NASA's Mars rovers deliver to us amazing images from the surface of the Red Planet
While the primary purpose of NASA's two robot rovers - Opportunity and Curiosity - is to conduct science and make amazing discoveries (and they have both undoubtedly succeeded in that), they also send back incredible pictures to wow us and keep us wanting more!
Since she's been on the planet longer, and in honour of her setting a new record for off-world driving record of 40 kilometres this week, let's start with Opportunity. This golf-cart sized rover is well into her 10th year on Mars and is still going quite strong (despite the rough Martian environment).
Here's some of her more recent returns.
Taken on May 14, 2014 - her 3,663rd Sol (Martian day) - this is a panoramic view from Pillinger Point, overlooking the floor of Endeavour Crater. According to the NASA website: "The site became a destination for Opportunity to examine because observations from orbit indicated the presence of a clay mineral named montmorillonite, which forms under wet conditions." Below is the false-colour version, which shows off the details of the terrain better, and if you happen to have some red-cyan 3D glasses, you can see a 3D version as well.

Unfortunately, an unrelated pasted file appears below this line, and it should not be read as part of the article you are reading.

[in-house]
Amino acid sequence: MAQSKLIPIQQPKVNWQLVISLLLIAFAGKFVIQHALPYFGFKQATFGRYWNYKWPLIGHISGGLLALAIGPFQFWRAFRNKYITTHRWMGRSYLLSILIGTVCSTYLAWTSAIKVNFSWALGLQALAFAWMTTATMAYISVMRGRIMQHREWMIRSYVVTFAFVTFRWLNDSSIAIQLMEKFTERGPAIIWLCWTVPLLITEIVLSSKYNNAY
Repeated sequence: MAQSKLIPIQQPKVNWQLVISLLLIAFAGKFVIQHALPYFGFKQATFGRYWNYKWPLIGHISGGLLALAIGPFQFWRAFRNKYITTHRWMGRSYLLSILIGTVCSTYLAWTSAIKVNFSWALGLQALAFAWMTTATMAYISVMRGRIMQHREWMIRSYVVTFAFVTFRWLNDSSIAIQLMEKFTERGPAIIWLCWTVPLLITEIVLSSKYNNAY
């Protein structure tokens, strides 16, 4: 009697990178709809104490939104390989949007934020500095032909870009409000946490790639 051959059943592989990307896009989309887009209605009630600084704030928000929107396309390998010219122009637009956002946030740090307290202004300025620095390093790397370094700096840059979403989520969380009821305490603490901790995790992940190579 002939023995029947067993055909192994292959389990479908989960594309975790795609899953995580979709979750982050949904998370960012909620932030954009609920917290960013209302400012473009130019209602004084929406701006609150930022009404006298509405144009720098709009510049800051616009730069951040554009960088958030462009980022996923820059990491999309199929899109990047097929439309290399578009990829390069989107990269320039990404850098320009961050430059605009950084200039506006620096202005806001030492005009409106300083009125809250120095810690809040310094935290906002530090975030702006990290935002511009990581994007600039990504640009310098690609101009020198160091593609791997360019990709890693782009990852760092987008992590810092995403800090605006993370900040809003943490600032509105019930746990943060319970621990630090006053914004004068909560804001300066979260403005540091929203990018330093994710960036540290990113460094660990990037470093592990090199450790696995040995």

When Opportunity broke the off-world driving record, she displaced a Russian rover that set the previous record on the moon, back in 1973. In honour of that, and in the spirit of scientific commeradrie with their Russian counterparts, Opportunity's handlers named a nearby crater after the lunar rover. Say 'hello' to Mars crater Lunokhod 2!
There's false-colour and 3D versions of this one too. One of the most amazing things to happen to Opportunity recently was that most of the dust that had been collecting on her solar panels was blown off by the Martian wind. This resulted in an increase in power to levels the rover hasn't enjoyed since 2008! Here are the before (from January) and after (late March) images she snapped:
Credit: NASA/JPL-Caltech/Cornell Univ./Arizona State Univ.
If you'd like to see more images from Opportunity, you can find them on NASA's website (click here).
NEXT PAGE: The latest from Curiosity